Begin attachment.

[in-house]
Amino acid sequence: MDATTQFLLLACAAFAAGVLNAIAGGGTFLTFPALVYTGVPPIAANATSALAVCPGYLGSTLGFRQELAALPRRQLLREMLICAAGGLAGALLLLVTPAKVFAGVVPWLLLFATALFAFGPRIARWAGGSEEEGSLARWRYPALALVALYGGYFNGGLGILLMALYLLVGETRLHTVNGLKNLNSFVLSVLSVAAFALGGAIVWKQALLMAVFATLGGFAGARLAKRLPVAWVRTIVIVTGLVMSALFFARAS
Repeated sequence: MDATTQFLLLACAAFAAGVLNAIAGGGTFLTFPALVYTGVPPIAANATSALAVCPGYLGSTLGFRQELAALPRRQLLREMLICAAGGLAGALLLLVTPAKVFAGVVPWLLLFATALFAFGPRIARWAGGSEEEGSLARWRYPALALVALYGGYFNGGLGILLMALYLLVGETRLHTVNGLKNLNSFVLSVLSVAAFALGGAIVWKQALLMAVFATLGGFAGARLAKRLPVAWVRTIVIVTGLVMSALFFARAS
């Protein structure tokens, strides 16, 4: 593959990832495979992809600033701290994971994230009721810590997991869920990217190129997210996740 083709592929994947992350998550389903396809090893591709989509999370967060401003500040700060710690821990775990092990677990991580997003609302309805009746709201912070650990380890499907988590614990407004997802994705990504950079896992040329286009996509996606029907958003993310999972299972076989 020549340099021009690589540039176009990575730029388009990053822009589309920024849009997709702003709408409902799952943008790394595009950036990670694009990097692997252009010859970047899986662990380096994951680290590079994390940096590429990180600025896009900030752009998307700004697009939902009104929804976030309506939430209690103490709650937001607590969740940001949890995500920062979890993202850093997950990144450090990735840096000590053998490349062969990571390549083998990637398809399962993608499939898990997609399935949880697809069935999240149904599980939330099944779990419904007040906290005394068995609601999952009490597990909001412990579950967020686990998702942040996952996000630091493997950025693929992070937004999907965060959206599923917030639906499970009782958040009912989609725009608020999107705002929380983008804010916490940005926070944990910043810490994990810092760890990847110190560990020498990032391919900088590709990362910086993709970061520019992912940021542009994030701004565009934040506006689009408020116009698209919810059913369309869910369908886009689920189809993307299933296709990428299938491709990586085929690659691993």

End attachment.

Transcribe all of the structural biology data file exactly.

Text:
[in-house]
Amino acid sequence: MDATTQFLLLACAAFAAGVLNAIAGGGTFLTFPALVYTGVPPIAANATSALAVCPGYLGSTLGFRQELAALPRRQLLREMLICAAGGLAGALLLLVTPAKVFAGVVPWLLLFATALFAFGPRIARWAGGSEEEGSLARWRYPALALVALYGGYFNGGLGILLMALYLLVGETRLHTVNGLKNLNSFVLSVLSVAAFALGGAIVWKQALLMAVFATLGGFAGARLAKRLPVAWVRTIVIVTGLVMSALFFARAS
Repeated sequence: MDATTQFLLLACAAFAAGVLNAIAGGGTFLTFPALVYTGVPPIAANATSALAVCPGYLGSTLGFRQELAALPRRQLLREMLICAAGGLAGALLLLVTPAKVFAGVVPWLLLFATALFAFGPRIARWAGGSEEEGSLARWRYPALALVALYGGYFNGGLGILLMALYLLVGETRLHTVNGLKNLNSFVLSVLSVAAFALGGAIVWKQALLMAVFATLGGFAGARLAKRLPVAWVRTIVIVTGLVMSALFFARAS
């Protein structure tokens, strides 16, 4: 593959990832495979992809600033701290994971994230009721810590997991869920990217190129997210996740 083709592929994947992350998550389903396809090893591709989509999370967060401003500040700060710690821990775990092990677990991580997003609302309805009746709201912070650990380890499907988590614990407004997802994705990504950079896992040329286009996509996606029907958003993310999972299972076989 020549340099021009690589540039176009990575730029388009990053822009589309920024849009997709702003709408409902799952943008790394595009950036990670694009990097692997252009010859970047899986662990380096994951680290590079994390940096590429990180600025896009900030752009998307700004697009939902009104929804976030309506939430209690103490709650937001607590969740940001949890995500920062979890993202850093997950990144450090990735840096000590053998490349062969990571390549083998990637398809399962993608499939898990997609399935949880697809069935999240149904599980939330099944779990419904007040906290005394068995609601999952009490597990909001412990579950967020686990998702942040996952996000630091493997950025693929992070937004999907965060959206599923917030639906499970009782958040009912989609725009608020999107705002929380983008804010916490940005926070944990910043810490994990810092760890990847110190560990020498990032391919900088590709990362910086993709970061520019992912940021542009994030701004565009934040506006689009408020116009698209919810059913369309869910369908886009689920189809993307299933296709990428299938491709990586085929690659691993």